The LA Times writes “”The suggestion that a surtax be used to help fund the increasingly unpopular war, though unlikely to pass, illustrated the fiscal anxieties that the president will face if he asks Congress to write another big-ticket item into the budget.” Spencer Ackerman disagrees:
I see very little evidence to support the assertion that the tax is “unlikely to pass.” It looks rather like a prerequisite for escalating the war in Congress. The chairman of the House Appropriations Committee has railed in favor of paying for the war as the centrists demand paying for domestic policy initiatives. And it’s important to remember that this is a Congress that, as Pelosi says, has a great deal of anxiety and antipathy to the war already. For eight years Congress wrote blank checks for wars without strategies for successful conclusions. They did so, at least at first, because they felt that there would be no way the Bush administration could wage wars indefinitely and no administration could actually lack strategies for ending them. And here we are.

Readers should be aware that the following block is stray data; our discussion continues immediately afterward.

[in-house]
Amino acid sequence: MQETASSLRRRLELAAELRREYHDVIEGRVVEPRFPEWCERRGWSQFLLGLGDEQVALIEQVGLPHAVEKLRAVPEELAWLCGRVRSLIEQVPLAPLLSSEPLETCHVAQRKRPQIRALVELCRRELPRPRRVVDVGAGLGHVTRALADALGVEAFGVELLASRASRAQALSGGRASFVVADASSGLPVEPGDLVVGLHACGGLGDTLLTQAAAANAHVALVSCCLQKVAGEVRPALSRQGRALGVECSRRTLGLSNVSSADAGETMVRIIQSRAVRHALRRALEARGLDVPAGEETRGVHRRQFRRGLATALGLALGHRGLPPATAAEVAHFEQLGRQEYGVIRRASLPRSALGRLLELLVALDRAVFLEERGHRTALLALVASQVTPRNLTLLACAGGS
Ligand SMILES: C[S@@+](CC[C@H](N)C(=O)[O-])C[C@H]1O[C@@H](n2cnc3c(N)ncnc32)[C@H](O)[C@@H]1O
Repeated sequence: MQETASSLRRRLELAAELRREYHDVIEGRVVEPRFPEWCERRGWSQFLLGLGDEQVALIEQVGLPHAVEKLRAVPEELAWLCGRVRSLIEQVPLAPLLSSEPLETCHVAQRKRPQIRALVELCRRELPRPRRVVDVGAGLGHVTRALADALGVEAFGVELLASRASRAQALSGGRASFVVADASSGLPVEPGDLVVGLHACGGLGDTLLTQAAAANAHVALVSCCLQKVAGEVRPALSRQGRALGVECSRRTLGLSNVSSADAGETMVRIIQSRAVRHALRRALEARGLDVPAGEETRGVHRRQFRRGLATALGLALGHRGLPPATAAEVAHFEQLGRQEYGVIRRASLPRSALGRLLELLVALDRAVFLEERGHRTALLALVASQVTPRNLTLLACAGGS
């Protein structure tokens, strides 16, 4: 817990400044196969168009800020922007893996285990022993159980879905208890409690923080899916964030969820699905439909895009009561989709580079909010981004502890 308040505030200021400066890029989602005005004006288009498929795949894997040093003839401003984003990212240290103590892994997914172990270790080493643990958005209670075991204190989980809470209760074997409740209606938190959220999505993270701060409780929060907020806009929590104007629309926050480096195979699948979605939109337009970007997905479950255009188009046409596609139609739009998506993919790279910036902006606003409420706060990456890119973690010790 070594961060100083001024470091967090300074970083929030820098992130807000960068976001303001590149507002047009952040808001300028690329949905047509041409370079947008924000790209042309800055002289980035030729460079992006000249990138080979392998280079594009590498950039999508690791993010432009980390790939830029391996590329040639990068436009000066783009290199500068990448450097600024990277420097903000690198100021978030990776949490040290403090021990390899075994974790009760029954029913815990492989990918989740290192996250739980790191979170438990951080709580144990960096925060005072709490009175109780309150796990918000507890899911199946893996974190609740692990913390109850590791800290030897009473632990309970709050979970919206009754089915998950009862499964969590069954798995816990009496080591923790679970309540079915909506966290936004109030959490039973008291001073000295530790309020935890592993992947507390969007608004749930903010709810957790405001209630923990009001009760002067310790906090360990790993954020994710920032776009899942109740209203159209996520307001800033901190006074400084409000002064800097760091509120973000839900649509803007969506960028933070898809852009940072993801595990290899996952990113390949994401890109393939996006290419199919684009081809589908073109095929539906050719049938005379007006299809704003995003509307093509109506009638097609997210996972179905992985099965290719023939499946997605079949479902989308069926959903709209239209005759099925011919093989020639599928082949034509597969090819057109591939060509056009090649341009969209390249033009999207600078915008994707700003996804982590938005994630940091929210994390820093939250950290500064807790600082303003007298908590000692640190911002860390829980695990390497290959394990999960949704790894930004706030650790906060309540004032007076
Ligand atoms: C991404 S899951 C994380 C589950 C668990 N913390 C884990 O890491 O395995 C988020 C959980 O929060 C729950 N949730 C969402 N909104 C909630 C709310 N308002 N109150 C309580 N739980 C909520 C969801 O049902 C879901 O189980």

I see the case that a war tax is unlikely to pass, but I think it’s clear that the war tax initiative almost certainly will have substantial legislative impact. Having this idea advocated by big-time committee chairs creates a situation in which you can easily imagine a very large proportion of the House Democratic caucus adopting a “no war tax, no war appropriations” position. If it comes to that, then the administration should still be able to pass a war spending bill relying on Republican and Blue Dog votes. But once it’s clear that Obama needs their support to pass the bill, then it’s a good opportunity for Republican members to make demands of their own—no war funding without tax cuts. Then suddenly the administration and the “moderates” are in a pickle.
And one seemingly clean way out of the dilemma would be to simply admit that David Obey is right about this. If health reform needs to cut the deficit, and if other domestic spending needs to follow PAYGO rules, then increases in military spending should be financed through increases in taxes.
The thing to watch will be the attitude of Nancy Pelosi and her key proxies. It’s noteworthy that Rep. Obey’s bloc of leadership liberals for the war tax did not include either Henry Waxman or George Miller. That mustachioed duo can usually be counted on to serve as the leading edge of a Pelos-backed initiative. It was clear on her call with bloggers earlier this week that the Speaker sympathizes with the war tax concept, but she wasn’t ready to embrace it.